HomeMade: Nelson Fine Art & Frames

Jared Bentley • Updated Dec 3, 2018 at 3:49 PM

HomeMade is a new video series produced by the Johnson City Press in order to highlight people in our region who still create, and do what they love for a living.

Dick Nelson has created a brand and legacy from what was once a hobby; a story that might sound cliche were it not filled with so many engaging and fascinating stories along the way.

After purchasing the LadyBug Gallery in 1990, Nelson set his mind to creating the region’s finest offering of custom frames and framing, working with artists and novices and helping each to find the perfect fit. His reputation and knowledge grew over the years, and his business evolved alongside his evolution as an experienced artisan and framer. From gallery and frame shop, to frame shop and coffee shop, to frame shop and future gallery.

Nelson has been the one constant during the life of the gallery. And that’s a good thing.



Over the years, as LadyBug has morphed into Nelson Fine Art, the gallery at the corner of Main and Colonial Way has become synonymous with good art, good coffee, and good times, and Nelson’s custom frames have set the standard for excellence in the area. But, it isn’t just about the frames. Nelson has worked with hundreds of artists over the years; hosting art openings, gallery shows, live music, and much, much more.

Nelson says he originally purchased the gallery as “a way to get off the corporate ladder,” taking a cue from his wife and turning “a hobby into a job,” practicing the framing techniques he had been utilizing at home. 

“My wife at the time thought I needed a hobby, and we had pictures at home to frame, so she bought me some equipment and I started framing some pictures back in the mid-1980s. When we evolved into Nelson Fine art, we also moved into a big building, started showing artwork of local artists, and over the last 17 years, we’ve shown probably between seven- and eight-hundred artists’ works in here through our shows on First Fridays that we started in 2002.”

As he spent more time with the business, and became more involved with downtown Johnson City, he couldn’t help but want to be even more involved with the growing community of businesses downtown. There were like-minded individuals who wanted to promote the city’s center, and he was able to work with them to create alliances and improvements. He has been instrumental in all activities downtown, from Blue Plum to Little Chicago, and everything in between.

Over the past year or so, Nelson made the decision to close the gallery at the front of his business, and concentrate on the framing aspect of the business. Doing so also necessitated moving his popular coffee shop and breakfast spot, Dos Gatos, a little further down the street. The reaction has been extremely positive, as Dos Gatos has been able to thrive in its new building, and garner a reputation as a first-rate breakfast spot as well.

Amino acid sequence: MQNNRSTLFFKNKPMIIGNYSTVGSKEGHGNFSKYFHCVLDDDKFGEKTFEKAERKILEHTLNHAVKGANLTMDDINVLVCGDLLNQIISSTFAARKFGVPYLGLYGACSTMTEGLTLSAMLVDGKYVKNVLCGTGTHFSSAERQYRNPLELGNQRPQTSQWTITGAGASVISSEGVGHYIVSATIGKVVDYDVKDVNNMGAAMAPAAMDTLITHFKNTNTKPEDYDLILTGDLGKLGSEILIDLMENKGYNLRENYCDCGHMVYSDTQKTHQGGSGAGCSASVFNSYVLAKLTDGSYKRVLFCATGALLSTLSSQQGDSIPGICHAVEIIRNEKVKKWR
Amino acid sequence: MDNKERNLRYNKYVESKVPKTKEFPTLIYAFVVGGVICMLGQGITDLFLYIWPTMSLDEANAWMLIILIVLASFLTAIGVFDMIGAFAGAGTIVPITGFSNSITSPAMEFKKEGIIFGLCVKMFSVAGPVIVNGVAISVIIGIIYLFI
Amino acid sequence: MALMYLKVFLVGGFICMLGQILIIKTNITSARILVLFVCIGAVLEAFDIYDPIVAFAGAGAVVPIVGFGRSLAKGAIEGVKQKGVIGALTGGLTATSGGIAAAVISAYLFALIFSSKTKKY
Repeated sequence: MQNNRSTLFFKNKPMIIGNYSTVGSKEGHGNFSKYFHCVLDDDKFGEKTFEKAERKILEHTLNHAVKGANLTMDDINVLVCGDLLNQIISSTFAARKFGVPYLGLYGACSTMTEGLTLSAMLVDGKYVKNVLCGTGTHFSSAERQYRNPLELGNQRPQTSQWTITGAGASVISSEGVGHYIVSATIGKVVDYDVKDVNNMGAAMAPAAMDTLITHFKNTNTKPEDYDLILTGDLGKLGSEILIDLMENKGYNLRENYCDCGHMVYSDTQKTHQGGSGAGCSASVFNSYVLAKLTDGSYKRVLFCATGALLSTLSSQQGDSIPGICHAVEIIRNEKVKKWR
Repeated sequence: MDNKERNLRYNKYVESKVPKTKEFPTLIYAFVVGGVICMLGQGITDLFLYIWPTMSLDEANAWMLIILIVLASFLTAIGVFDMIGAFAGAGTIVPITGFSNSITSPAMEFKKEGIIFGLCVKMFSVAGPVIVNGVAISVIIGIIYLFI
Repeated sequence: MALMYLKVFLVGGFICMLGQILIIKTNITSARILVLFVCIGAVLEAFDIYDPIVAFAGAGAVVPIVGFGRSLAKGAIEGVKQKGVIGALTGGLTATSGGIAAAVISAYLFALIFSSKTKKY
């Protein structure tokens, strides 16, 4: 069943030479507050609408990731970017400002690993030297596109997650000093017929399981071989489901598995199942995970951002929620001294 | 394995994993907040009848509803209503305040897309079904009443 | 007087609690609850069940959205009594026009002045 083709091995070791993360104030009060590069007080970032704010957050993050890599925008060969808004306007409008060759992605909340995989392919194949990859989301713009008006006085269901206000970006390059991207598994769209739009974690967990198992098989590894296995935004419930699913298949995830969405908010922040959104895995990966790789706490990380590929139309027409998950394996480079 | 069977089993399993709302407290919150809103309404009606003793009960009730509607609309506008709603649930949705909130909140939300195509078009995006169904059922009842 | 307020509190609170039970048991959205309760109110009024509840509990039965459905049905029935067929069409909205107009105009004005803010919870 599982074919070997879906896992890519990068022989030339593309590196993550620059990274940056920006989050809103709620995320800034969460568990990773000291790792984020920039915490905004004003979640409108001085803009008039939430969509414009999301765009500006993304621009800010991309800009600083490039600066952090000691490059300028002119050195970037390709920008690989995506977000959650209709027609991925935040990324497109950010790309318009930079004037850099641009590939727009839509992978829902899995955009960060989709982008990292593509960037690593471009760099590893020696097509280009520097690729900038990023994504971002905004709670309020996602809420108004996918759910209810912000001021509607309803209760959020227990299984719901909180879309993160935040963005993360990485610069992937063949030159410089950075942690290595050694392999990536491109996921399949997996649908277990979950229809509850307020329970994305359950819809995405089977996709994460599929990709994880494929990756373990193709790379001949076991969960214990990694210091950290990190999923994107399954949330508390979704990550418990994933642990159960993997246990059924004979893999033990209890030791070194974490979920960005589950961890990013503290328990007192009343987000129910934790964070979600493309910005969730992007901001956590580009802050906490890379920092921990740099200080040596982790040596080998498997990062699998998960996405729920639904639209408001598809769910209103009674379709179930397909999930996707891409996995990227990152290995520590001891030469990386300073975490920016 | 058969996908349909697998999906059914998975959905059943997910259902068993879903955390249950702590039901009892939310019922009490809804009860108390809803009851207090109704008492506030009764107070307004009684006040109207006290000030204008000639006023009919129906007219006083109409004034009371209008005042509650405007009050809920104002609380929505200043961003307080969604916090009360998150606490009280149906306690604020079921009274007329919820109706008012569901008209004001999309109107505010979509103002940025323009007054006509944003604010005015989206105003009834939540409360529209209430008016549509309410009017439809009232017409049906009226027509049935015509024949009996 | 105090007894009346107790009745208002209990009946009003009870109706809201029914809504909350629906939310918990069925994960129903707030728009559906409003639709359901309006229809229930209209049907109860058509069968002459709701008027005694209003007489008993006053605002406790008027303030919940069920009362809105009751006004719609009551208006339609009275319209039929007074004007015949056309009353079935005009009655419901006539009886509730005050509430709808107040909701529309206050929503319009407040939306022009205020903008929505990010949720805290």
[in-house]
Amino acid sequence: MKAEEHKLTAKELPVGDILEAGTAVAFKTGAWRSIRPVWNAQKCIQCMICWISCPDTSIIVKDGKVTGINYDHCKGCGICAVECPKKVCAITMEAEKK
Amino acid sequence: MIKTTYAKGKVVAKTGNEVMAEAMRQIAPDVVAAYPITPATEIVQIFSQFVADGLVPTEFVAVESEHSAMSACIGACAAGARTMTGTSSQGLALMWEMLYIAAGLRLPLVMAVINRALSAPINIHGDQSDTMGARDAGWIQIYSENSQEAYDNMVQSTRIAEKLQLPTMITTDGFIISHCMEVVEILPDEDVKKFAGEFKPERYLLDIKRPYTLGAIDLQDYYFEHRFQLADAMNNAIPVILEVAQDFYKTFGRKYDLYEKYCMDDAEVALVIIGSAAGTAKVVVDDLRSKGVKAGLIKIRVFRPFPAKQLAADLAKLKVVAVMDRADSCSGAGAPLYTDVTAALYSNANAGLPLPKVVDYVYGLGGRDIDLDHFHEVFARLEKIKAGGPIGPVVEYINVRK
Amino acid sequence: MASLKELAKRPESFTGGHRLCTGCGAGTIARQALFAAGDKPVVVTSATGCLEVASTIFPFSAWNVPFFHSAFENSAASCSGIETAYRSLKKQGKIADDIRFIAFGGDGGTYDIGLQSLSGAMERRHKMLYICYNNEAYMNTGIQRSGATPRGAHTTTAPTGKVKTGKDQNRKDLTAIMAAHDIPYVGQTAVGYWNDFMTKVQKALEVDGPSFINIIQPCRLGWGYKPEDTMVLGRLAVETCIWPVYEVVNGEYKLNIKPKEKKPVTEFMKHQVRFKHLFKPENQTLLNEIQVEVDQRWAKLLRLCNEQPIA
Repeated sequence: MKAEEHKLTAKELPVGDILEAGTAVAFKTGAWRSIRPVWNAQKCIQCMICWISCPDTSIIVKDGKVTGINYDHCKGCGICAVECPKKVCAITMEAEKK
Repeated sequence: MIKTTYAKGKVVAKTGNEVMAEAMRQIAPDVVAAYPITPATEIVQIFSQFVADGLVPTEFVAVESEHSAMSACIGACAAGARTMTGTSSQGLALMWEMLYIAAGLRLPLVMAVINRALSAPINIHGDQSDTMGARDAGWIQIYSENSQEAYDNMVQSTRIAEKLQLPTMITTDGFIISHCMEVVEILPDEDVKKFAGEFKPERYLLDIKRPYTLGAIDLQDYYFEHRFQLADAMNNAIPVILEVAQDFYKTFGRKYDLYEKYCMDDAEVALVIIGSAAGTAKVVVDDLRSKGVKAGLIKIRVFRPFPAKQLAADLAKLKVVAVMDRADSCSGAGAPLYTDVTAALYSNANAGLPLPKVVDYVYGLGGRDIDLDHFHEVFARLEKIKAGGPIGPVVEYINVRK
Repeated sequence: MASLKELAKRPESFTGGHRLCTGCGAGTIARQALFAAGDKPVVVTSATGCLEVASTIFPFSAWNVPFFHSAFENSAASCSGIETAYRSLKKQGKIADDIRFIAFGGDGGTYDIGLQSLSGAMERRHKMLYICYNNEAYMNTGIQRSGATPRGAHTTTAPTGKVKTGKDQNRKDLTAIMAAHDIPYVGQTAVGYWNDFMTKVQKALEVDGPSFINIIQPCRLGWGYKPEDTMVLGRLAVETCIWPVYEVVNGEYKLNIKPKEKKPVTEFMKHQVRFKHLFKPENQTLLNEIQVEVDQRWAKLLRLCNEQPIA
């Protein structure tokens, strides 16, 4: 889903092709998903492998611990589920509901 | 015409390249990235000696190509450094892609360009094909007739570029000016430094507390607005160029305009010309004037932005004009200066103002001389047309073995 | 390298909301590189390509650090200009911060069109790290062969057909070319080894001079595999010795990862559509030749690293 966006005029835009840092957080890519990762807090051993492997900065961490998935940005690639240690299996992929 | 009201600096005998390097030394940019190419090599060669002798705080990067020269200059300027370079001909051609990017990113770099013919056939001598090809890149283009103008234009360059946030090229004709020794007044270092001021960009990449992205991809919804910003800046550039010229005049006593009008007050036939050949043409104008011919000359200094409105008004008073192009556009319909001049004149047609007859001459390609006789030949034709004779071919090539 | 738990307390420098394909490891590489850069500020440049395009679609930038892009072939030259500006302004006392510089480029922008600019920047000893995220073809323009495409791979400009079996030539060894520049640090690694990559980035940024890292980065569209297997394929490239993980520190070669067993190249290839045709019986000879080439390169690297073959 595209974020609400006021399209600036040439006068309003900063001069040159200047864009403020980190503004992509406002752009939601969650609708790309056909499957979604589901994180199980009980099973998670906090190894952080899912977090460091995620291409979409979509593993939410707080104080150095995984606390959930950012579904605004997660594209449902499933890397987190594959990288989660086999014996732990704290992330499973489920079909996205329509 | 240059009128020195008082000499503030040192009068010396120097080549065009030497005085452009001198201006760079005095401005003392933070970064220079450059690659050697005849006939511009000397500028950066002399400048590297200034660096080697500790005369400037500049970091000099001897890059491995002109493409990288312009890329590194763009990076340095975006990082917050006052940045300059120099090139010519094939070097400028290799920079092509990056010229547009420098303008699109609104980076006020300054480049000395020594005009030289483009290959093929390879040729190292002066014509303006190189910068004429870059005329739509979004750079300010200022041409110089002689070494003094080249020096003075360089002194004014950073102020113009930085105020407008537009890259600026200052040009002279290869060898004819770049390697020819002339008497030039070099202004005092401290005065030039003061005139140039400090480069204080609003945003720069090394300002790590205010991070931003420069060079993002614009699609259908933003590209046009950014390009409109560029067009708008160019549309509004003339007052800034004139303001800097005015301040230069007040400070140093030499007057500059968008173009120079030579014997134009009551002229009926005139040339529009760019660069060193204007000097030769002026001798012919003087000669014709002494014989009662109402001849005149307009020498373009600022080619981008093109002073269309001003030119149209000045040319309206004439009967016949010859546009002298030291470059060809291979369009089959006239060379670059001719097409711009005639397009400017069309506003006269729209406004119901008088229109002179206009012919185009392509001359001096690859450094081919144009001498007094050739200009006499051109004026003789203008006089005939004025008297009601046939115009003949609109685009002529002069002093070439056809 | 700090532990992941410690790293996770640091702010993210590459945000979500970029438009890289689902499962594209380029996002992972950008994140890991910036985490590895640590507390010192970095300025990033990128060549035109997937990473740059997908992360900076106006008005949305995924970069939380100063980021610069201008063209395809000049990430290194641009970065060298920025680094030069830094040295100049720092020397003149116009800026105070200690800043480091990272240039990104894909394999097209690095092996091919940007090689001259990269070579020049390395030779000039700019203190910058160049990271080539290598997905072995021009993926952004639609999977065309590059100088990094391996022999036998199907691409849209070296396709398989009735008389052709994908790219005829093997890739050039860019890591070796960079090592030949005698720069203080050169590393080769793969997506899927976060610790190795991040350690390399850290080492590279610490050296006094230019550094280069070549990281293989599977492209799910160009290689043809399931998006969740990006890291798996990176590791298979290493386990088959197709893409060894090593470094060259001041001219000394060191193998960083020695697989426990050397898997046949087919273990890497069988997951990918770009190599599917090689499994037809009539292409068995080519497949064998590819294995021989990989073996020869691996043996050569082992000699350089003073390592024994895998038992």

Dick is continuing to work on the original building as well, as construction is ongoing at the corner shop. He is renovating the large space to once again include a gallery to show local and regional art, and he hopes to have it up and running soon.

“The key has always been, certainly, to provide a living, but in doing that, I kind of fell in love with our downtown and the potential that it had. So, I’ve always wanted to bring people downtown. With moving our coffee shop, Dos Gatos, into its own building, and once we finish construction in here, we will start having monthly art shows again —both here and at Dos Gatos.”

So, the plan is to keep doing what he has always done - bring people downtown. Give artists an opportunity to be seen. Create a space for people to be involved and enlightened.

He’ll be working with other business owners in the downtown area to create a monthly art crawl on First Fridays. He’ll still be involved in planning and organizing downtown festivals, I’m sure, and he’ll work with his contemporaries to help it run smoothly.

He’ll do these things and more. He’ll do what he always does.

If you’d like to have some framing done, and done well, you can stop by Nelson Fine Art and Frames. They’re located at 205 Colonial Way in downtown Johnson City (or you could call 423-926-2931).

Just walk around the side of the building and let Dick know what you need done, he’ll take care of it for you.